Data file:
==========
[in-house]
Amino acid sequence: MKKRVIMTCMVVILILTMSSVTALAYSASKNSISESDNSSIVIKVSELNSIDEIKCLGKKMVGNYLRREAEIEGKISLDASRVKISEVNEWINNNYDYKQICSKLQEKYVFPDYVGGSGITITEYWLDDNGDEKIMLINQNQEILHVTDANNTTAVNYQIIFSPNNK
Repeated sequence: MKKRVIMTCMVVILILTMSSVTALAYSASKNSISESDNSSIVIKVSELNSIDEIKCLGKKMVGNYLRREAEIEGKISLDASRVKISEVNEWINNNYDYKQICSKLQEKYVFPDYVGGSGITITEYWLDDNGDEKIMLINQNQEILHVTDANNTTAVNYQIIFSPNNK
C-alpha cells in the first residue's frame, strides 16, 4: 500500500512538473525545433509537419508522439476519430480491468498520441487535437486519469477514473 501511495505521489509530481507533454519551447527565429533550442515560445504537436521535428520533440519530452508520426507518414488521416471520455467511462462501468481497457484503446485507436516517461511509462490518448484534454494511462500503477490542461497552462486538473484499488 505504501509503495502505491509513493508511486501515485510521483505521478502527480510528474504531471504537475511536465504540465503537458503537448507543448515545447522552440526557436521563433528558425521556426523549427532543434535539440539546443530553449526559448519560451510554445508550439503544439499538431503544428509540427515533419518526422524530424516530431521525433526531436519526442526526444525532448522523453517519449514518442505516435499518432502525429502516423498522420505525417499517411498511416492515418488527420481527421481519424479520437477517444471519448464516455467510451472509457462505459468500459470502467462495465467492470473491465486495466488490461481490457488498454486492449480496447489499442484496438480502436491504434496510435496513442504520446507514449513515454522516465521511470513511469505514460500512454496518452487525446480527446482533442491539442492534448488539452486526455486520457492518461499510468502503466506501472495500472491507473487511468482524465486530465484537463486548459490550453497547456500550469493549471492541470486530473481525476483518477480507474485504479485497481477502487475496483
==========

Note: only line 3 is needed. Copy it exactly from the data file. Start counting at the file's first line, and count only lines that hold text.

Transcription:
Repeated sequence: MKKRVIMTCMVVILILTMSSVTALAYSASKNSISESDNSSIVIKVSELNSIDEIKCLGKKMVGNYLRREAEIEGKISLDASRVKISEVNEWINNNYDYKQICSKLQEKYVFPDYVGGSGITITEYWLDDNGDEKIMLINQNQEILHVTDANNTTAVNYQIIFSPNNK